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Gen Con issues response to housing problems

Con goers aggravated by the recent failure of Gen Con's housing portal to process their requests received an apology in the form of a press release:

Despite multi-year efforts to increase the total size of the housing block and a 13% growth of the room block this year alone, Gen Con’s housing block officially has sold out in less than a day. To put this in timing perspective, last year, open rooms existed in the block through March 18. In 2013, housing took seven weeks to ultimately sell out. This year’s sellout of rooms with three or more consecutive nights happened in less than three hours with all other rooms selling out quickly thereafter. Many new 4-Day Badge purchases poured in less than an hour prior to housing registration opening, creating a new, unforeseen spike in total requests just prior to housing going live. The total amount of badge purchases, to date, has increased by more than 200% from last year’s week one numbers.

One particularly frustrating aspect of the registration rush was that there were no consecutive blocks of rooms available from Thursday through Sunday. All the hotels listed indicated that Friday was sold out, a complaint repeated on Gen Con's Facebook page. The con disputes this in its release:

More than 99% of housing demand was used for 4-Day Badge attendees with equally high registration numbers for Friday and Saturday. 1-Day Badge holders account for less than 1% of the inventory needs and despite some speculation, Friday and Saturday received nearly equal booking nights throughout housing registration yesterday.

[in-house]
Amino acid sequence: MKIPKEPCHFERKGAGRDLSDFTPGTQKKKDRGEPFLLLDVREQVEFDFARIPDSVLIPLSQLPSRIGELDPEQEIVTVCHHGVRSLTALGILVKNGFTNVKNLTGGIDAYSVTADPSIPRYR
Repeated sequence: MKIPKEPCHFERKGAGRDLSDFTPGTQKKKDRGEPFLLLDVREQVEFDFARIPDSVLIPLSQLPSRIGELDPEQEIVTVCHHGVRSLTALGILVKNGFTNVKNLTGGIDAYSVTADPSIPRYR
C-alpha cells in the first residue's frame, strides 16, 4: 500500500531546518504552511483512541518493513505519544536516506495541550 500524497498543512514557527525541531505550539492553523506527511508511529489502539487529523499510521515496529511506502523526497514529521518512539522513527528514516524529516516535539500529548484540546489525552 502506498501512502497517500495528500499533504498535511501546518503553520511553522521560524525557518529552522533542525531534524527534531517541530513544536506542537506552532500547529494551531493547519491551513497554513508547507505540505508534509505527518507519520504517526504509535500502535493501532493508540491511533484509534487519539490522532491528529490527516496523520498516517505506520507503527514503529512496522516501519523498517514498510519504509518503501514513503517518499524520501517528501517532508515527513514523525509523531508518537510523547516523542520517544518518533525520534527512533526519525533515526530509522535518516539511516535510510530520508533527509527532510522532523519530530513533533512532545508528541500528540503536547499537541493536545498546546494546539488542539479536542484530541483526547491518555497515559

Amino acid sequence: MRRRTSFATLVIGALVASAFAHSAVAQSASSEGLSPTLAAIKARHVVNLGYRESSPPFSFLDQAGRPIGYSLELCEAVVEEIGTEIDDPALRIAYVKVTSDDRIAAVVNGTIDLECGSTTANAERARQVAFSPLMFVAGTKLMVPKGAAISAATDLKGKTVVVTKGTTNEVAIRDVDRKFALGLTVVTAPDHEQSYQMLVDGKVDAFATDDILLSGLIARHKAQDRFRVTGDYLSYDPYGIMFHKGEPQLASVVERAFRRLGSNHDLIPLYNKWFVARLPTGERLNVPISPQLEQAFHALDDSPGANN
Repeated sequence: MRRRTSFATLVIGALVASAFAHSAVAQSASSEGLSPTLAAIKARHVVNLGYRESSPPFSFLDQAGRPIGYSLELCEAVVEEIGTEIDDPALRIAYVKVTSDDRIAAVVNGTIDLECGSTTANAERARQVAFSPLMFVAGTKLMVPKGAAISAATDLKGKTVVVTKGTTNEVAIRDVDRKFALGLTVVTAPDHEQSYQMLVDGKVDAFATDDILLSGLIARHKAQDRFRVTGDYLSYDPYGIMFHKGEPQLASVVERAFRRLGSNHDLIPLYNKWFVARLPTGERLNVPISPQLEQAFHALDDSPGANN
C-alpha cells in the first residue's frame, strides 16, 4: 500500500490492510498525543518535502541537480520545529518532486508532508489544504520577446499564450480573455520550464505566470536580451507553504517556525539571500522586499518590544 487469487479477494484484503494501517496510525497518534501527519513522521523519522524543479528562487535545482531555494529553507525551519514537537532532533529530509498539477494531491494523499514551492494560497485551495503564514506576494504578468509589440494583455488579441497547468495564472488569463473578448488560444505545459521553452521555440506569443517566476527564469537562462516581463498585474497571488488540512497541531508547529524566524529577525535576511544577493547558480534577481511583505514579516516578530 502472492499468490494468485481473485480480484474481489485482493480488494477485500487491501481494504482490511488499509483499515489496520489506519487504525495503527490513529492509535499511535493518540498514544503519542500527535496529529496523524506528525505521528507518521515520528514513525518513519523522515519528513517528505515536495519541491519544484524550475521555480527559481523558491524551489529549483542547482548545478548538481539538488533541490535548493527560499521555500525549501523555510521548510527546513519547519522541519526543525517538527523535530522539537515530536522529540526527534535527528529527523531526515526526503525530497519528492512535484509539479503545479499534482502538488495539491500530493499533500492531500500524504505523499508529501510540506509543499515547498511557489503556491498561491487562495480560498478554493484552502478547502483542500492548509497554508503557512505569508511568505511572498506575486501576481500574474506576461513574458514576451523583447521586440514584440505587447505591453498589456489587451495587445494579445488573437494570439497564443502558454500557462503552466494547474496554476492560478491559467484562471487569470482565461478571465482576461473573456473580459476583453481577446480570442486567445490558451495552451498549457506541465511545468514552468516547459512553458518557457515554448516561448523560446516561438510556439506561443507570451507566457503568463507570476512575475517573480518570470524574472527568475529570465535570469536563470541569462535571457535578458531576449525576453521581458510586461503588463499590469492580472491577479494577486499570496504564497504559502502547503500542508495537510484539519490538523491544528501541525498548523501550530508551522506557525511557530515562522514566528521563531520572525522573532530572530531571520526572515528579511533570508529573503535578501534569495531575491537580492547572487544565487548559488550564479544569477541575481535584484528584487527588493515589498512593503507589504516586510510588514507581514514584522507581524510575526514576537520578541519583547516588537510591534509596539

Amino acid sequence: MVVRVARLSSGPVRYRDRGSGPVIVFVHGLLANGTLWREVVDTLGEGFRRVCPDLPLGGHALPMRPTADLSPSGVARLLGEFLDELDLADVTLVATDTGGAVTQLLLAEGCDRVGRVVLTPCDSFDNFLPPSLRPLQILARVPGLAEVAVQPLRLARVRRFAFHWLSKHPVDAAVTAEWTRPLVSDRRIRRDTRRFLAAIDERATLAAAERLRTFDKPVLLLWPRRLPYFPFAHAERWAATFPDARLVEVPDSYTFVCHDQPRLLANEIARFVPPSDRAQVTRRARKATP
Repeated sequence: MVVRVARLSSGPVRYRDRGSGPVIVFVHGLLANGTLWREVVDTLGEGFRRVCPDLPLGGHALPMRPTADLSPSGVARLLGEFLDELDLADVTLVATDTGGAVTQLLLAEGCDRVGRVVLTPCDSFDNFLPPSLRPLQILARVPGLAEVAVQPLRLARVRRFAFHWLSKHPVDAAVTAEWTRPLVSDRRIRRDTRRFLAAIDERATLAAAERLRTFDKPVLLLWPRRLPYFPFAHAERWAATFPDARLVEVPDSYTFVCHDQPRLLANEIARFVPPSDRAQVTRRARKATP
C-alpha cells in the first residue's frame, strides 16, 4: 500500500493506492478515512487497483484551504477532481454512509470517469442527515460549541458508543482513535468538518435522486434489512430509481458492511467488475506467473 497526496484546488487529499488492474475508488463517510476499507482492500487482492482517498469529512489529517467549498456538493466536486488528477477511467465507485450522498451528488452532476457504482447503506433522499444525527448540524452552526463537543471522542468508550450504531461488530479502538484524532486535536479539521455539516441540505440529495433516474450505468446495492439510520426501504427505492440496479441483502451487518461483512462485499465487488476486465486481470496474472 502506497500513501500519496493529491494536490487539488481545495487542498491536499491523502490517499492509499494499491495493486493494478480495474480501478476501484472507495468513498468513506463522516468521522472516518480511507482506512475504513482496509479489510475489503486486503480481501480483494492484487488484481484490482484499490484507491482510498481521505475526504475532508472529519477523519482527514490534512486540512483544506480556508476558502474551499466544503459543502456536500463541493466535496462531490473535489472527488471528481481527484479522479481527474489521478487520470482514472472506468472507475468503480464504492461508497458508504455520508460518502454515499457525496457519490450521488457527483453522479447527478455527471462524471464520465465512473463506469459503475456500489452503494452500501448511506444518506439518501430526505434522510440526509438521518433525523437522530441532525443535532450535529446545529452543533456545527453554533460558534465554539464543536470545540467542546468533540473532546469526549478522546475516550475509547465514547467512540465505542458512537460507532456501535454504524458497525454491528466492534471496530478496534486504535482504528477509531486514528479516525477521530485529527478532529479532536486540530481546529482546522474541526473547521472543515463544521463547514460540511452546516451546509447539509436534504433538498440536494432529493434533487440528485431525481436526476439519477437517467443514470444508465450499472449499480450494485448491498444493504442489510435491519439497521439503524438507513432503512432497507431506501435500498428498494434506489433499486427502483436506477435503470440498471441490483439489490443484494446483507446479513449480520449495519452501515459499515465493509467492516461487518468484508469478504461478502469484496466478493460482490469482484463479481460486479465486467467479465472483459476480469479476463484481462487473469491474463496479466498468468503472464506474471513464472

Other theories include technical glitches or scalpers. And yet, despite the system overload, some people did manage to book hotel rooms downtown after the initial deluge. Why? Given that registration took place at 12 p.m. EST, it's possible that after a half hour some attendees gave up, freeing the system so that others could get in at 12:30 p.m. The majority of successful registrants seem to have gotten in during the second half hour of it's opening. The apology is cold comfort for attendees who currently don't have a room or reserved a hotel at a much higher rate:

Gen Con apologizes for these technical inconveniences, and the team hopes to find and incorporate new solutions for growing housing placement needs.

No word yet as to whether or not Gen Con will waive the $50 cancellation fee for hotel reservations.

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